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Texas nurse released from NIH, thanks God and doctors for recovery

Oct 27, 2014

By Catholic News Service — Nina Pham, a Dallas nurse who was the first person known to have contracted the Ebola virus in the United States, thanked God, her family and her medical team for her recovery Oct. 24.

Pham held a news conference in Bethesda after she was declared virus-free and released from the National Institutes of Health Clinical Center.

Nina Pham
CNS photo/Larry Downing, Reuters
U.S. President Barack Obama talks with Dallas nurse Nina Pham at the Oval Office in Washington Oct. 24. Pham contracted Ebola while treating a man who later died of the disease. She was admitted to a clinic at the National Institutes of Health in Bethesd a, Md., and visited the White House after she was discharged from NIH.

“I feel fortunate and blessed to be standing here today. I would first and foremost like to thank God, my family and friends,” she said. “Throughout this ordeal I have put my trust in God and my medical team.

“I am on my way back to recovery even as I reflect on how many others have not been so fortunate,” added Pham, 26, who grew up in Our Lady of Fatima Parish in Fort Worth, Texas, and where she and her family have been longtime members.

She was “thankful for everyone involved in my care,” she said, “from the moment I became ill and was admitted to Texas Health Presbyterian Health Dallas up to today,” when she was being discharged from NIH.

After she was released from the hospital, she paid a visit to President Barack Obama in the Oval Office at the White House.

Pham was involved in the care of Ebola patient Thomas Eric Duncan prior to his death Oct. 8. Duncan contracted Ebola in his home country of Liberia and had traveled to the Dallas hospital where he was being treated.

The Centers for Disease Control initially said Pham’s contact of the virus was likely a protocol breach, but the nurse is said to have worn the required protective gear and is believed to have followed the hospital’s procedures.

She was kept in isolation at Texas Health Presbyterian. Pham received a blood transfusion Oct. 12 from Ebola survivor Dr. Kent Brantly, who had been working with Ebola patients in Liberia when he contracted the virus in the summer. He recovered in an Atlanta hospital.

On Oct. 16, she was transported to NIH.

Pham is a 2006 graduate of Nolan Catholic High School in Fort Worth. When the school community found out she contracted Ebola, it organized a rosary service at the school’s chapel.

The pastor of Our Lady of Fatima, Father Jim Khoi, also asked for prayers for her. “She knows that everybody knew to pray for her, especially in this difficult time,” he told The Dallas Morning News daily paper shortly after Pham was found to have the virus.

“Her mom is very calm and trusts everything to God’s hands,” he noted.

Pham’s apartment was thoroughly cleaned after tests confirmed she contracted the disease. Her dog, Bentley, was put into isolation to be cared for and tested for Ebola. The dog has since been found to be virus-free. Pham said she looked forward to returning to Texas and being reunited with her family and her dog.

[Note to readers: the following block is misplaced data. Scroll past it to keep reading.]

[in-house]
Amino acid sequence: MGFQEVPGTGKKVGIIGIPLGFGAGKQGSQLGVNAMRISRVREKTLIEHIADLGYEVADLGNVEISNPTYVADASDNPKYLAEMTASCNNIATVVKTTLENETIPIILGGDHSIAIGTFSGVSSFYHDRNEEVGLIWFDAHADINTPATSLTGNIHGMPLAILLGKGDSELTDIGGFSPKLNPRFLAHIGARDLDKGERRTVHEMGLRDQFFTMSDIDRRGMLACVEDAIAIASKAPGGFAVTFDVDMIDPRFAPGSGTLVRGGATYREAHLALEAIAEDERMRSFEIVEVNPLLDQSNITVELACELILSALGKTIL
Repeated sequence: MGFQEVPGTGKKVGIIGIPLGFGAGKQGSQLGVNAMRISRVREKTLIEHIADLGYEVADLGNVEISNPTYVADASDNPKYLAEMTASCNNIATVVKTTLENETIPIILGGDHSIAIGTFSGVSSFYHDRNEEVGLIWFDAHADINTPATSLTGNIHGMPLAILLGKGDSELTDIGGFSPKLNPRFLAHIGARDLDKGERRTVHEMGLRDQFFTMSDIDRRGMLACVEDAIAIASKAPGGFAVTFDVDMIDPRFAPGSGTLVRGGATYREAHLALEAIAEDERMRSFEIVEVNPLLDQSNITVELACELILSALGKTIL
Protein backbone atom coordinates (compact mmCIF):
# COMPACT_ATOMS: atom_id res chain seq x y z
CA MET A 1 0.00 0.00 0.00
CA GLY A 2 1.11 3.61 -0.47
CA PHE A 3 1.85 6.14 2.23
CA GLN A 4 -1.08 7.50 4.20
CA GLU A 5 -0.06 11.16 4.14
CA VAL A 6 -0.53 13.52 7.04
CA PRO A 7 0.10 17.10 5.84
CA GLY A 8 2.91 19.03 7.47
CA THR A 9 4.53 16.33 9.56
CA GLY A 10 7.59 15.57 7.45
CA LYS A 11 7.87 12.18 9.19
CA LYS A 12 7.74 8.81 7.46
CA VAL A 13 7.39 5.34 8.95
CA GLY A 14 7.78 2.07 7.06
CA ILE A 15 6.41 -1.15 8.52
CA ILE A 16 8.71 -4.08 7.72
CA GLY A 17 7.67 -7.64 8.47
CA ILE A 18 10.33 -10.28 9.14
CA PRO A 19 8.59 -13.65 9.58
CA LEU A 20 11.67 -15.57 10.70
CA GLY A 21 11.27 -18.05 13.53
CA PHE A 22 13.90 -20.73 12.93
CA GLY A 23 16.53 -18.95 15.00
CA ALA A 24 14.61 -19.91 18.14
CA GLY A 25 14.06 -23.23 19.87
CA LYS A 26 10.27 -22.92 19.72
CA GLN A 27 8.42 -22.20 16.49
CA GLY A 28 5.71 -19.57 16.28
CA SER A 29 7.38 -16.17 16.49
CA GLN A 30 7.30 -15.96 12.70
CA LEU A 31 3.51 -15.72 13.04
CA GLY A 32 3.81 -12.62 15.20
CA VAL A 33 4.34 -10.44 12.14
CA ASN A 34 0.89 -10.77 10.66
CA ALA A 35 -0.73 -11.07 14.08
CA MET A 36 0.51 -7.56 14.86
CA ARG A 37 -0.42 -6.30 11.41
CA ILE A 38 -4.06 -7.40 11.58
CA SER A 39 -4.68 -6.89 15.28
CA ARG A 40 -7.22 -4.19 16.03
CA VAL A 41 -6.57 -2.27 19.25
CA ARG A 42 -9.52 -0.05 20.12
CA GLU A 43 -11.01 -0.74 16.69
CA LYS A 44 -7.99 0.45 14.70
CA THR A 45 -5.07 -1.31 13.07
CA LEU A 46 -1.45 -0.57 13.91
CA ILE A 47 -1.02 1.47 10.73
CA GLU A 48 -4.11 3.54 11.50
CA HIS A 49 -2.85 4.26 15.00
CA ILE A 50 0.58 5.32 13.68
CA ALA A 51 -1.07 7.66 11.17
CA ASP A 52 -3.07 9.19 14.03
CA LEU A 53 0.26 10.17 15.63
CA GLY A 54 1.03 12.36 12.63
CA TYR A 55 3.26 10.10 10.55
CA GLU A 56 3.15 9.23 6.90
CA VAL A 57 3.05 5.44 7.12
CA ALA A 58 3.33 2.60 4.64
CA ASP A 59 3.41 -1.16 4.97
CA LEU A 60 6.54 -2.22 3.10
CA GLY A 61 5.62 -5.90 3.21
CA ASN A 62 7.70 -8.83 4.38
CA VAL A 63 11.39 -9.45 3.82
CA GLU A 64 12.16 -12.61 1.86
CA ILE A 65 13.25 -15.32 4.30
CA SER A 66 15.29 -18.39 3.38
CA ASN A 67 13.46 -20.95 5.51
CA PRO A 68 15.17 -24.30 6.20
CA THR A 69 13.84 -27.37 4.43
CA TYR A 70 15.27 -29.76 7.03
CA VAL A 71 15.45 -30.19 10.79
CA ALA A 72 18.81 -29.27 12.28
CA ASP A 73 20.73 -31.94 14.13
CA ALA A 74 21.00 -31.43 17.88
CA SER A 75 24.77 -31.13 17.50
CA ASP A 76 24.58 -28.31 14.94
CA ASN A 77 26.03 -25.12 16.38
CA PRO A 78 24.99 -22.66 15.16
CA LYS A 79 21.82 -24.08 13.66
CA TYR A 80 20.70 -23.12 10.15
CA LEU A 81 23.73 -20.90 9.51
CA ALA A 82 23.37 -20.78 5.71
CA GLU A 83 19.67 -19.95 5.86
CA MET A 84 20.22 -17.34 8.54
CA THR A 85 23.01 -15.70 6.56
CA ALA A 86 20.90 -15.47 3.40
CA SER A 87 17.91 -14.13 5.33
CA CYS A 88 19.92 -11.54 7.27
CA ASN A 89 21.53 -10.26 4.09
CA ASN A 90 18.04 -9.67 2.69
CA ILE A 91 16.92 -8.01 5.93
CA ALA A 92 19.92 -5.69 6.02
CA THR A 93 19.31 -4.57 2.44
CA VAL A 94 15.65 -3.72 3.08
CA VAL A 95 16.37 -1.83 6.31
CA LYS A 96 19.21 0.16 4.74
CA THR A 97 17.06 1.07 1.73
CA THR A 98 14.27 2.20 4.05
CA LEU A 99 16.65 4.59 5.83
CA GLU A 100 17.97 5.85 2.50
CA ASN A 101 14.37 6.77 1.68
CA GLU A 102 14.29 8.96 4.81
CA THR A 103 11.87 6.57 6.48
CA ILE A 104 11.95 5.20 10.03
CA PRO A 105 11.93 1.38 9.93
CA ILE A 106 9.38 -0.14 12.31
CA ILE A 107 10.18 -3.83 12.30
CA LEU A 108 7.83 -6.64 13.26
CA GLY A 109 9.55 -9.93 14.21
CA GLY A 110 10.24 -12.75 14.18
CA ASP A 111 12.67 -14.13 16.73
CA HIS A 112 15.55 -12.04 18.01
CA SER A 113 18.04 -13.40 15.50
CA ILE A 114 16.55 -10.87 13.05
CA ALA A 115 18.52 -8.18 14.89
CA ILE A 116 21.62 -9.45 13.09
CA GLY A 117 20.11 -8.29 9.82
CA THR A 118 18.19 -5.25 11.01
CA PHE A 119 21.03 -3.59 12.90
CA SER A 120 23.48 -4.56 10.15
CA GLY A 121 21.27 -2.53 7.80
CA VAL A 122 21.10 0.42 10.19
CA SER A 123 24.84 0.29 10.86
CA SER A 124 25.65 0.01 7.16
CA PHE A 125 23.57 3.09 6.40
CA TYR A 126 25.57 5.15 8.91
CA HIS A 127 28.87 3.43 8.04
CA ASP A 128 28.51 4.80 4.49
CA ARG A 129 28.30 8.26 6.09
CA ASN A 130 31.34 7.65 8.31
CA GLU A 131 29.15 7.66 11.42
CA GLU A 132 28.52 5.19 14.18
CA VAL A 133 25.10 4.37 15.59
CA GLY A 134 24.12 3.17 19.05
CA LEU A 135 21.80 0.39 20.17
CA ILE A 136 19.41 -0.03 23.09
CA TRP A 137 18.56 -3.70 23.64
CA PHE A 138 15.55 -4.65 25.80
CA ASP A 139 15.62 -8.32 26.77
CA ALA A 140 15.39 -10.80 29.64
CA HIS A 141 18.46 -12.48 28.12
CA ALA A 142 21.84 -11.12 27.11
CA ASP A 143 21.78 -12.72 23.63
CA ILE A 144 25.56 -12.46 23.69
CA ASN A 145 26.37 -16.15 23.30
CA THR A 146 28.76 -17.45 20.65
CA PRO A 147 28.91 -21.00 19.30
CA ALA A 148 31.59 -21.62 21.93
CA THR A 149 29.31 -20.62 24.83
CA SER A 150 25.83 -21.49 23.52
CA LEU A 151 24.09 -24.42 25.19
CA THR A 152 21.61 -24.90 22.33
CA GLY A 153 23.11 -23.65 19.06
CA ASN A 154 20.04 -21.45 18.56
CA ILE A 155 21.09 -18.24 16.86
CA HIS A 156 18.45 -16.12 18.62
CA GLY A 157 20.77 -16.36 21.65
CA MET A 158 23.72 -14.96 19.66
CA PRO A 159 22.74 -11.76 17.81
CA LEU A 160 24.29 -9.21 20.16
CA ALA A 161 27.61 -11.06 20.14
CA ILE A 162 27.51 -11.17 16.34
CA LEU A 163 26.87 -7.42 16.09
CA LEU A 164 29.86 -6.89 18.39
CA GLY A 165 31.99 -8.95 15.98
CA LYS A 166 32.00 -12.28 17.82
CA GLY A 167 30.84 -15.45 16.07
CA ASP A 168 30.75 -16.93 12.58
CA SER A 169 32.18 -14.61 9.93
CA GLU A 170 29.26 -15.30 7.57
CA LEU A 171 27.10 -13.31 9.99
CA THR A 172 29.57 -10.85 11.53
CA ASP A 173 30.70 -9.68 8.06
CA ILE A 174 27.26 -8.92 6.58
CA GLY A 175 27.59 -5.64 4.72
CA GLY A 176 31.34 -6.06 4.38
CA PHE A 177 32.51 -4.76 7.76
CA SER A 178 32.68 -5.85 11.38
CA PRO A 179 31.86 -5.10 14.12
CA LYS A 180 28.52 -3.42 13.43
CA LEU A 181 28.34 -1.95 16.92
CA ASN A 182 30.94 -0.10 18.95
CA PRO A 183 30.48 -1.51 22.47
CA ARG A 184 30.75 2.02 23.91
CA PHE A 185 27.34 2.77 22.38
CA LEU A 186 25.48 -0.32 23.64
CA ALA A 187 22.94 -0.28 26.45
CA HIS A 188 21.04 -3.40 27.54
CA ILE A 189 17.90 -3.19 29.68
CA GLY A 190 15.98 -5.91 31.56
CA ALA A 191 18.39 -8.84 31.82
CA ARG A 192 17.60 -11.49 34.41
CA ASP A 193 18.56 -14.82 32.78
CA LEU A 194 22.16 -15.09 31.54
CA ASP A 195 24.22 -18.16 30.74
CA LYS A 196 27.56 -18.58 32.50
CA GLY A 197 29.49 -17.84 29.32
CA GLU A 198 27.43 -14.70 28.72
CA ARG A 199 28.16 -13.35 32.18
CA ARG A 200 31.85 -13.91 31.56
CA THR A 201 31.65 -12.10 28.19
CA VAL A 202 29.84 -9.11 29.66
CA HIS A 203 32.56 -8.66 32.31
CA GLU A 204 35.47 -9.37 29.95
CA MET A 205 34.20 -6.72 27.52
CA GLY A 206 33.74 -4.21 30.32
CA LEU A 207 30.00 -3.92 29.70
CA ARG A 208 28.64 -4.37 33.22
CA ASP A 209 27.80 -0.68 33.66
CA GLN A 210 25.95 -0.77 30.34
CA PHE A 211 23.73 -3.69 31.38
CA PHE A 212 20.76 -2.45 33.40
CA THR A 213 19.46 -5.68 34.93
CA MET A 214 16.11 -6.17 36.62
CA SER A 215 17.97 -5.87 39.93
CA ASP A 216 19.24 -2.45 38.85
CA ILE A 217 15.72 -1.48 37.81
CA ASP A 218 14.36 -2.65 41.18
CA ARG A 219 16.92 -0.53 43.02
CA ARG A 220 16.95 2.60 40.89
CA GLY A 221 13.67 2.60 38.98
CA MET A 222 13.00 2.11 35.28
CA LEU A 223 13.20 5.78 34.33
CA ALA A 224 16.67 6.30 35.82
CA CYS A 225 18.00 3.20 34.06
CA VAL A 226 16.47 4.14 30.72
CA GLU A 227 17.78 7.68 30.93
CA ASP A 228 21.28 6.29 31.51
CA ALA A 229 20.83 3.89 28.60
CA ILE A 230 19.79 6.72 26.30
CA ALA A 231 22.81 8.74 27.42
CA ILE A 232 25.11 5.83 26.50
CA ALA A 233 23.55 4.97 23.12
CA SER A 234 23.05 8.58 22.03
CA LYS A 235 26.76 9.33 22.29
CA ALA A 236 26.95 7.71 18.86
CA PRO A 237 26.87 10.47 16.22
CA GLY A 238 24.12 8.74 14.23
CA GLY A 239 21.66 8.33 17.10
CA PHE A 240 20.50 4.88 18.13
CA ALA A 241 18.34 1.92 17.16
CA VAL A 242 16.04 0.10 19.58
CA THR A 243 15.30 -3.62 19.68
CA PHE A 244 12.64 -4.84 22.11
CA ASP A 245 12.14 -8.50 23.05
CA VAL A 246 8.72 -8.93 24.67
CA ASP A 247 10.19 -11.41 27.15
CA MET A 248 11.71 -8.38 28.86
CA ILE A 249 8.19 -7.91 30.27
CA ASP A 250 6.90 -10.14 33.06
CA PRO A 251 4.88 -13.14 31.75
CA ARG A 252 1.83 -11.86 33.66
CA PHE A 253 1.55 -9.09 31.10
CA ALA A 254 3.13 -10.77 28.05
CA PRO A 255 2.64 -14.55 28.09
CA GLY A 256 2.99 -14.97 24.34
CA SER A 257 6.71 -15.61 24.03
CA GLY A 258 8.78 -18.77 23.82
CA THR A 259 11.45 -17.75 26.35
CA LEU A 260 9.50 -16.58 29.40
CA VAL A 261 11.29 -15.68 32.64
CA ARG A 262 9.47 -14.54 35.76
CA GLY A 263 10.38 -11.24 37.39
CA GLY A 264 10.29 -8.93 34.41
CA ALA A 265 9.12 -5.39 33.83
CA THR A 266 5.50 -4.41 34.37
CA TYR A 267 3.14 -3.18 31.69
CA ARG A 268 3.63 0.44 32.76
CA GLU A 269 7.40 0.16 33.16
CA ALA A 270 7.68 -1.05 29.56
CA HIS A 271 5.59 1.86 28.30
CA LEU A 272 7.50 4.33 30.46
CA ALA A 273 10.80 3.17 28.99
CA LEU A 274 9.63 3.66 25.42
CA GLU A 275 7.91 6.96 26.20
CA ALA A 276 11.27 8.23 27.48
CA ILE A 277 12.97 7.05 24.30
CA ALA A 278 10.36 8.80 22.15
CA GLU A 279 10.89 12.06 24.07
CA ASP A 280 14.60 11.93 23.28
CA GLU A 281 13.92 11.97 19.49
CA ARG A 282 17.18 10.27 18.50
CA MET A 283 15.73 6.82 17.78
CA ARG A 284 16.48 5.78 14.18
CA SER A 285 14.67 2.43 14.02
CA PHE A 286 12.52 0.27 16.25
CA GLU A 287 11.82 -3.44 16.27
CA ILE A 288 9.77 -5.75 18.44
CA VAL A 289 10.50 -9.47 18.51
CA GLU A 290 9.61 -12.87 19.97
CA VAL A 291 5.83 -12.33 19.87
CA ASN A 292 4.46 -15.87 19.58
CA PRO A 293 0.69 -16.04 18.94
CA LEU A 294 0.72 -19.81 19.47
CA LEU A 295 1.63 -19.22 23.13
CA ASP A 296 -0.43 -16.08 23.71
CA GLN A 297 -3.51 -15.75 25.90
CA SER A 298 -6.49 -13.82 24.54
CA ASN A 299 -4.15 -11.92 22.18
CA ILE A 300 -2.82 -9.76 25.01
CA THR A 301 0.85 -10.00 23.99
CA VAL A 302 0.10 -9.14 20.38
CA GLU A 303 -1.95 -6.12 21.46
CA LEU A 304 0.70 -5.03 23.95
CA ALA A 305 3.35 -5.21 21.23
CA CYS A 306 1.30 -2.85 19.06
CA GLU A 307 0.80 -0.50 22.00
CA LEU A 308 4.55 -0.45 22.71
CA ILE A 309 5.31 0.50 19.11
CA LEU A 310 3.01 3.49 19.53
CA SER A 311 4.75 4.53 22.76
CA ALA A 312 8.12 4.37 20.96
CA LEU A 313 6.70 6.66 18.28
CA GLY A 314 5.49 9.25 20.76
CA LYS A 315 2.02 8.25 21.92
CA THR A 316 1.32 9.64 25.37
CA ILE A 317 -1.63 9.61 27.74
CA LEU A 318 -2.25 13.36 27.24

A second nurse who contracted Ebola, Amber Vinson, also has been declared virus-free, but news reports said she would remain in treatment in Atlanta until further notice. On Oct. 23, a U.S. doctor who just returned from treating Ebola patients was found to have Ebola and he is now in isolation at a New York City hospital.

In Arizona, the Crosier Fathers and Brothers announced Oct. 24 the community would offer a novena of intercession for protection from Ebola in conjunction with St. Theresa Catholic Church in Phoenix.

The novena was to begin Oct. 28 and continue for nine consecutive Tuesdays. Each evening service, lasting 30 to 40 minutes, was to have “a different theme of deliverance,” a news release said.

It said the novena is built on a prayer service featuring the solemn chanting of the “Haec Est Praeclarum Vas,” which was sung by the Crosiers in the Middle Ages to ward off the threat of the bubonic plague. That chant continued daily for centuries thereafter in Crosier communities.

“Given the widespread concern and fear of this deadly virus, we invite people to come together and pray for protection. We are drawing on an age-old Crosier tradition of reflection and intercession to Our Lady of Protection,” said Father Robert Rossi, a member of the Crosier Community of Phoenix and chair of the community’s Apostolic Presence Commission.

“The Crosier mission is to accompany people in their suffering, to stand with them and assure them that God has not abandoned them but is bringing about new life in some mysterious way,” he said. “We touch suffering with hope.”

Father Chuck Kieffer, pastor of St. Theresa, added: “While this type of prayer service is rooted in our ancient traditions, it is very relevant to what’s happening today.”